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The case for emerging markets

Good prospects for emerging markets don't mean that you should plunge in
The case for emerging markets

A recent survey by asset manager Franklin Templeton found that despite 93 per cent of respondents using products made in emerging markets, only 11 per cent of them invested in them. The Foreign To Familiar report found that this is partly because of a lack of familiarity with and some misconceptions about these markets.

Franklin Templeton, which runs a number of emerging markets funds including Templeton Emerging Markets Investment Trust (TEM), also argues that people are missing out on potential investment returns by eschewing this part of equity markets. And there is a very strong investment case for emerging markets, in particular for growth, the arguments for which you can read about in our articles.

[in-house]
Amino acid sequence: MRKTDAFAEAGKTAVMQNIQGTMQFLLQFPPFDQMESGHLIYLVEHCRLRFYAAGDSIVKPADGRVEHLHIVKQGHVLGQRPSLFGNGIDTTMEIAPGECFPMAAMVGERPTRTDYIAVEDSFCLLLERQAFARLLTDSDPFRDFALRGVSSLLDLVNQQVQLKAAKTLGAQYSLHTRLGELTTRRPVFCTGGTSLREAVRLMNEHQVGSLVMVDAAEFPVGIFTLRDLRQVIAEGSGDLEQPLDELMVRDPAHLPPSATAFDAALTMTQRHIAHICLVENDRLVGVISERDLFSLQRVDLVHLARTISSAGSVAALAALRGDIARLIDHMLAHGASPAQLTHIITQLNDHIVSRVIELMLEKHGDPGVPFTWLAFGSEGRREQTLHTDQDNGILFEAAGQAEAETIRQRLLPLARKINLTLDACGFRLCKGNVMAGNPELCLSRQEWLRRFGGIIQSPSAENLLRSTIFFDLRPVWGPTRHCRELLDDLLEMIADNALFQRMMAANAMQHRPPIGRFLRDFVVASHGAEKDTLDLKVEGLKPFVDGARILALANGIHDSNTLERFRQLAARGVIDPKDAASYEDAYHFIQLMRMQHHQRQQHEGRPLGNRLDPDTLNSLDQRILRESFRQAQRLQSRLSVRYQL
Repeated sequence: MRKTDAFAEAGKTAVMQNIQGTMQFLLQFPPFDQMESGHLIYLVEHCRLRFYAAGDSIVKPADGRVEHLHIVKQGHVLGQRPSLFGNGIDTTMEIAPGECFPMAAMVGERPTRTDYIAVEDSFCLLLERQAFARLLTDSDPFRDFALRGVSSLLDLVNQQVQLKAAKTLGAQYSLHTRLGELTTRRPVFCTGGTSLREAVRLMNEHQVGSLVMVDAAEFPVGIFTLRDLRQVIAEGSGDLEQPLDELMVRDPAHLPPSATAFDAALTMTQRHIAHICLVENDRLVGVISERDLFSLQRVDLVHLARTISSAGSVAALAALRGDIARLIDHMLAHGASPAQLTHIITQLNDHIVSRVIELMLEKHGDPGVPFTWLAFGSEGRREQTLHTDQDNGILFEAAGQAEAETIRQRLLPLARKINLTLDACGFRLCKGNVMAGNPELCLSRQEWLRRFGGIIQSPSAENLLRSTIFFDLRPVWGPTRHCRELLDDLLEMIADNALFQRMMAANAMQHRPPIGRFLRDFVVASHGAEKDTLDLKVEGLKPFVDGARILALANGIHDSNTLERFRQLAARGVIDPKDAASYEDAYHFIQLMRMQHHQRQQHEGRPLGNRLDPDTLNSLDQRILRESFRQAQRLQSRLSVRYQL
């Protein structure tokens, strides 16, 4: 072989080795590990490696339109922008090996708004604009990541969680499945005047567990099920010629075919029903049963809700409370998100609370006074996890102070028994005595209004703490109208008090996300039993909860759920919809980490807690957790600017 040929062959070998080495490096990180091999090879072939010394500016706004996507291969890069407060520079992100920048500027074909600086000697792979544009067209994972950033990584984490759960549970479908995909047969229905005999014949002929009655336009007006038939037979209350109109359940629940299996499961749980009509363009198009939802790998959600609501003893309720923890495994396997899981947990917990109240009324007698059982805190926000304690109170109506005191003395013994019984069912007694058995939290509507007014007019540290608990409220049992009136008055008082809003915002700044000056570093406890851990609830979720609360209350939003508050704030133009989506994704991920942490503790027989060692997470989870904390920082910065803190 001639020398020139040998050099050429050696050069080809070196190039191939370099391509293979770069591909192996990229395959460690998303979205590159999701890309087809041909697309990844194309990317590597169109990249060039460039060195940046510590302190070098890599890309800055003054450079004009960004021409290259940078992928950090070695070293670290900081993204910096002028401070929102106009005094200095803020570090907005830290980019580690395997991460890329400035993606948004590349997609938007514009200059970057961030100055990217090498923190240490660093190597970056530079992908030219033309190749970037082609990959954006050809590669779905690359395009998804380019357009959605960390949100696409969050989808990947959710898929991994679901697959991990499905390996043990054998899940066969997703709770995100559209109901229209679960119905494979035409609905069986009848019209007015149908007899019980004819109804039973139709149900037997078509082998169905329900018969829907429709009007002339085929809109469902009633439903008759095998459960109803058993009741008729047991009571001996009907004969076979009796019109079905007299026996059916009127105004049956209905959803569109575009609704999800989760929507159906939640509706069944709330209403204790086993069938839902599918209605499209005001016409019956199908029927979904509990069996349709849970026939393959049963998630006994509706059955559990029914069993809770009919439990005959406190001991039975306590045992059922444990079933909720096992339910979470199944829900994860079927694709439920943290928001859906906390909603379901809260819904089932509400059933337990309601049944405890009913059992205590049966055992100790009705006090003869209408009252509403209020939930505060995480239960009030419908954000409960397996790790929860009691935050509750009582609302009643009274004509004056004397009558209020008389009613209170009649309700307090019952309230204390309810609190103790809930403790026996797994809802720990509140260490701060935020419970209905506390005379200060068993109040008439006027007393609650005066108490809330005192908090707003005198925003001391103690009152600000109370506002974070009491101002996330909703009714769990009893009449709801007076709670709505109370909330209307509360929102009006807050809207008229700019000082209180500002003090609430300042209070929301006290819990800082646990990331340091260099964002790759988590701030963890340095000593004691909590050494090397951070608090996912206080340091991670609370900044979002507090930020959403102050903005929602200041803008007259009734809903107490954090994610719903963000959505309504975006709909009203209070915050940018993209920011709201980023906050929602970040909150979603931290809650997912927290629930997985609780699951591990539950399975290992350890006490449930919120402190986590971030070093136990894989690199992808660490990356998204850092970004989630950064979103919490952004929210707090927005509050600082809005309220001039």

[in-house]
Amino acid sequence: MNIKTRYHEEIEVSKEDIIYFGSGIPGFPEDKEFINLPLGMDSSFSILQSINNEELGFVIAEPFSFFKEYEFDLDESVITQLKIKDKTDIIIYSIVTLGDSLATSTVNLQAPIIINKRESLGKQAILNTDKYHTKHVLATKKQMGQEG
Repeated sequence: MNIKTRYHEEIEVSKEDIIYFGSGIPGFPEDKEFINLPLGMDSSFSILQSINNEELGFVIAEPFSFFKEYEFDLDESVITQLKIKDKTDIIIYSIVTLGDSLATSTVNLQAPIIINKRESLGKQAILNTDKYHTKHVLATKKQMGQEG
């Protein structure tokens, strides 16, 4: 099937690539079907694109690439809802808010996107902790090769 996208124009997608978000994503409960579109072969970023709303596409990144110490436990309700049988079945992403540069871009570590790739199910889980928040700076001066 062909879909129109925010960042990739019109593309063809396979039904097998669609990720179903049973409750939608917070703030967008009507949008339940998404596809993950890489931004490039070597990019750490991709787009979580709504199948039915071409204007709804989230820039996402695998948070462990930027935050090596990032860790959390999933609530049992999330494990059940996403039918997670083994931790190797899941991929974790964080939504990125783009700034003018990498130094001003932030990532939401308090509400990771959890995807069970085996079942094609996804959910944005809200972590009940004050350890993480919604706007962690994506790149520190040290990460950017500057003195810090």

But investors need to factor in emerging markets' risk and volatility. So you should not invest in them if you have a short investment timescale and or a low-risk appetite. You should not invest in any equity investment if you cannot hold it for at least five years and, with emerging markets, preferably longer. This kind of asset needs time to grow and you should avoid drawing from investments when they have fallen in value.

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